PepsiCo has added Nutri-Score labels on products it sells in Germany.
The food and beverage major is selling Lay’s and Doritos snacks displaying the labels. Drinks will go on sale next year.
Nutri-Score, developed in France and used in a number of western European markets, is based on a traffic-light system and ranks a food’s nutritional quality from A to E.
In August last year, the German government followed its counterparts in countries including France and Belgium and announced the introduction of the labels on a voluntary basis. Berlin said a consumer study in Germany showed shoppers preferred Nutri-Score to alternative labels.
In a statement, Silviu Popovici, the CEO of PepsiCo’s European operations, said: “Consumers who are looking for easy-to-understand information receive it through the Nutri-Score and make positive decisions. Germany makes positive decisions by being one of the first EU countries to introduce Nutri-Score, which will hopefully become the unified labelling system for Europe.”
Asked if PepsiCo planned to use the labels in other European markets, Kai Klicker-Brunner, the head of public policy for the company in Germany, told Just Food: “We are considering our approach towards interpretive labelling across the EU as we implement Nutri-Score in Germany. It remains our goal to work with all key stakeholders to align on a voluntary labelling scheme across EU markets that provides consumers with simple, easy-to-understand and meaningful nutrition information on the foods and beverages they consume. We cannot share any further plans on future implementation at this time.”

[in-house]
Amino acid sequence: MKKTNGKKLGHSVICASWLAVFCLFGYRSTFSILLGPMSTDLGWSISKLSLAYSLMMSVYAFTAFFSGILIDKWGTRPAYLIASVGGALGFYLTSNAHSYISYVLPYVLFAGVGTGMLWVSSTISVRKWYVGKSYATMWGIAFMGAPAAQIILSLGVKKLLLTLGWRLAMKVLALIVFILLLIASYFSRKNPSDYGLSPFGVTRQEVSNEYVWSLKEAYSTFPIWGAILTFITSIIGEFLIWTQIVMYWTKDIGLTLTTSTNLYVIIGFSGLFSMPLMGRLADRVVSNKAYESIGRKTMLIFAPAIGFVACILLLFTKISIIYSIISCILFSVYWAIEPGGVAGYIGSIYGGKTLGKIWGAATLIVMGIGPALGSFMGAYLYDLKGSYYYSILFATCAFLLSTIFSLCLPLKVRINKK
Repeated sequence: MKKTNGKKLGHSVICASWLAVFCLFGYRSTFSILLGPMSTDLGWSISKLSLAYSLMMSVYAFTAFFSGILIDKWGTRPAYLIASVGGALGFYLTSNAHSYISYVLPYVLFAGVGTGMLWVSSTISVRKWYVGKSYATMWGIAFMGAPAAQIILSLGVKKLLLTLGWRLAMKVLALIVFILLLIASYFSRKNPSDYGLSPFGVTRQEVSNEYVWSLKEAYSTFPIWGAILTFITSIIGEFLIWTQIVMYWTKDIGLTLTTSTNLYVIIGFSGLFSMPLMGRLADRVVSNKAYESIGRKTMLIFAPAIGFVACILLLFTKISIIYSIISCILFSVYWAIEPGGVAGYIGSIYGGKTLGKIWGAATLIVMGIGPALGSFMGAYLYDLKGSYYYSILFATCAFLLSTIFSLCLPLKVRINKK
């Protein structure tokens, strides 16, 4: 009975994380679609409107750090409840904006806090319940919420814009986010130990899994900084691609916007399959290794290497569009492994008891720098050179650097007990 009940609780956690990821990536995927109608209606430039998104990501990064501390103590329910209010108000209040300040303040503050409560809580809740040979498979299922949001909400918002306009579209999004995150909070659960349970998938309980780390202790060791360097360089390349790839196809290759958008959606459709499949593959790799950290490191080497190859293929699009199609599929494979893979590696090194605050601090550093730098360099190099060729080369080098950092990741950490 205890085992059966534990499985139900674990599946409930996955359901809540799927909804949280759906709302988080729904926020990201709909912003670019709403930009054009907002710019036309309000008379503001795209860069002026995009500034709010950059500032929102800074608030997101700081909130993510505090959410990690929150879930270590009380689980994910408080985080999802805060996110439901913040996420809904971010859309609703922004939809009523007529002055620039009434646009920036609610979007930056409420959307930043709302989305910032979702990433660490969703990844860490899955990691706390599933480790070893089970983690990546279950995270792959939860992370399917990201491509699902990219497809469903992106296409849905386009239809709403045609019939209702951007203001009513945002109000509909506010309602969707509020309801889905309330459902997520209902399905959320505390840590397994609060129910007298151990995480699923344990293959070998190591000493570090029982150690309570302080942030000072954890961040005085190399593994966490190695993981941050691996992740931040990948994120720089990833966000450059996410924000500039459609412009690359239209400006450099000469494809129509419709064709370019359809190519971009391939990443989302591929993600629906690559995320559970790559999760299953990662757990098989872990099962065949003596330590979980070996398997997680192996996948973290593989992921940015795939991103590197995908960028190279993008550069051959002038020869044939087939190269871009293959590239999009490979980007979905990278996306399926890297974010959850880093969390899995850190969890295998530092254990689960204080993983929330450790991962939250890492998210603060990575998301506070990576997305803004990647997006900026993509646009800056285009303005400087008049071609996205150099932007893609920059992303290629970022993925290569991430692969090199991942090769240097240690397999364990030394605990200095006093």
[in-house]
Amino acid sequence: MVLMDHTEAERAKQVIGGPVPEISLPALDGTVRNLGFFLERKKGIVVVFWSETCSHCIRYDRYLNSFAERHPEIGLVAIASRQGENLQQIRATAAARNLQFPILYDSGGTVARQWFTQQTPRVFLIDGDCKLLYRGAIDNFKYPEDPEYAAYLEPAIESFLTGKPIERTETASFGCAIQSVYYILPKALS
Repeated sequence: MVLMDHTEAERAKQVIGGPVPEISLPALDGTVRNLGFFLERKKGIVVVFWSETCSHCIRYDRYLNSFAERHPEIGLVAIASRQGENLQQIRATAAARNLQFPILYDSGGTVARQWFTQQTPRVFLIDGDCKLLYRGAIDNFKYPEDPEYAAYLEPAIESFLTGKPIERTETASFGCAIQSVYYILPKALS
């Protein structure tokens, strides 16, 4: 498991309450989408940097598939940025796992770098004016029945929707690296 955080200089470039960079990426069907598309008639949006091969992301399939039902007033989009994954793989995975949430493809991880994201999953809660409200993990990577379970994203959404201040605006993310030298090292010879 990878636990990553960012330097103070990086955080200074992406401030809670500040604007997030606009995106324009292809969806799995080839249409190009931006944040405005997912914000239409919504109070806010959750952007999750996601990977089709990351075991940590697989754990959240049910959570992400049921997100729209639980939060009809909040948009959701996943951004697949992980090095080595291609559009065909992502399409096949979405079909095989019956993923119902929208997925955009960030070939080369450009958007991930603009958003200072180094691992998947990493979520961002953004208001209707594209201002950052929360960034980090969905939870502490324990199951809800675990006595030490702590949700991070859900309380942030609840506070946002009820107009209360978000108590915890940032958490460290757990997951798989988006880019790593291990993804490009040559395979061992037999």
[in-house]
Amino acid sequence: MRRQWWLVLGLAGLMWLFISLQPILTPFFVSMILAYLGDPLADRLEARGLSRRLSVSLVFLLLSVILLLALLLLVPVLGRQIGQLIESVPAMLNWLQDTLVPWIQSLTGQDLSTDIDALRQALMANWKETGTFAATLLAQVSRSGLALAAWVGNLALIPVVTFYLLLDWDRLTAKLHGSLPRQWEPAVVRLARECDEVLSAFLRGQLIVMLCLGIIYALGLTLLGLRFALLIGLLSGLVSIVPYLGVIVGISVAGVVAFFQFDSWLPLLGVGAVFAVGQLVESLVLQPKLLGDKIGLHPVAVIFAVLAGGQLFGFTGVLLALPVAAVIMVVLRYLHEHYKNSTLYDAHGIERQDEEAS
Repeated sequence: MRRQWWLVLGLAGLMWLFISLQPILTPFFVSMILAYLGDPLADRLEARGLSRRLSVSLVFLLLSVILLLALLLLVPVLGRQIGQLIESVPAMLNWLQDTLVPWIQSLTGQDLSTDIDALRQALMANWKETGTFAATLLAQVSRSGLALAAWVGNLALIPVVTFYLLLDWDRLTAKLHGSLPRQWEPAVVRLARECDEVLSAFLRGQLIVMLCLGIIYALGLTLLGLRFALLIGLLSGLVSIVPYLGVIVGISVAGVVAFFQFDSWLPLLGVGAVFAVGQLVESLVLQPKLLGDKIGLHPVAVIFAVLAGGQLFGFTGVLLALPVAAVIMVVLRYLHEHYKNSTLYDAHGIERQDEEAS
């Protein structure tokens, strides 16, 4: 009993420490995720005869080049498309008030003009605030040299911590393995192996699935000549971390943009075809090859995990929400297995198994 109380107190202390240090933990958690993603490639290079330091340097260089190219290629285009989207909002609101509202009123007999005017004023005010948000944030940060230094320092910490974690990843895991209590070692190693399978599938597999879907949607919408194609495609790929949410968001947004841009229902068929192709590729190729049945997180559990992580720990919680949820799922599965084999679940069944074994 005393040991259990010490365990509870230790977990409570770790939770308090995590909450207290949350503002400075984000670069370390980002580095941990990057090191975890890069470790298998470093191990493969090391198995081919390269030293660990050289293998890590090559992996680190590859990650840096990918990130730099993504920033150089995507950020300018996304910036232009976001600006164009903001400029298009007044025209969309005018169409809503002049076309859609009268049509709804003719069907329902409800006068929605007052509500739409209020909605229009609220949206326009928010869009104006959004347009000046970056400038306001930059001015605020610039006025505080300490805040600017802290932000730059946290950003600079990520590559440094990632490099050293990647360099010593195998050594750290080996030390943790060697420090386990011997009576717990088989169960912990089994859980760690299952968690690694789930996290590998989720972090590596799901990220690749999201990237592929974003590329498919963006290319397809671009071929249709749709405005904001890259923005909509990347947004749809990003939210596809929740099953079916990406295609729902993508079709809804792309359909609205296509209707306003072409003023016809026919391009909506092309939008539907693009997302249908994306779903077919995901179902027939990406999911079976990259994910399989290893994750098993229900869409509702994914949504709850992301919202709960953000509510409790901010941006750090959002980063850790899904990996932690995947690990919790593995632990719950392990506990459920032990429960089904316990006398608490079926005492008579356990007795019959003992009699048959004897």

PepsiCo said its oven-baked Lay’s aus dem Ofen, to be launched next year, gets a score of B under the Nutri-Score system. The calculation of the score involves seven different parameters of nutrient information per 100g of food.
However, the system has not been without its critics. In April, CNAOL, the body representing the French dairy industry, called for an exemption for certain products. It said the labels “risk confusing the minds of consumers”.
Opposition to the label principally comes from southern Europe, where countries fear the impact the use of the label could have on the so-called Mediterranean diet.
In Italy, the country’s government has joined forces with manufacturing and retailing groups to propose another label, dubbed Nutrinform.
By the end of next year, the European Commission is expected to put forward a way of harmonising the number of labelling systems across the EU.
Nestlé and Danone are among companies that want Nutri-Score to be mandatory across the bloc.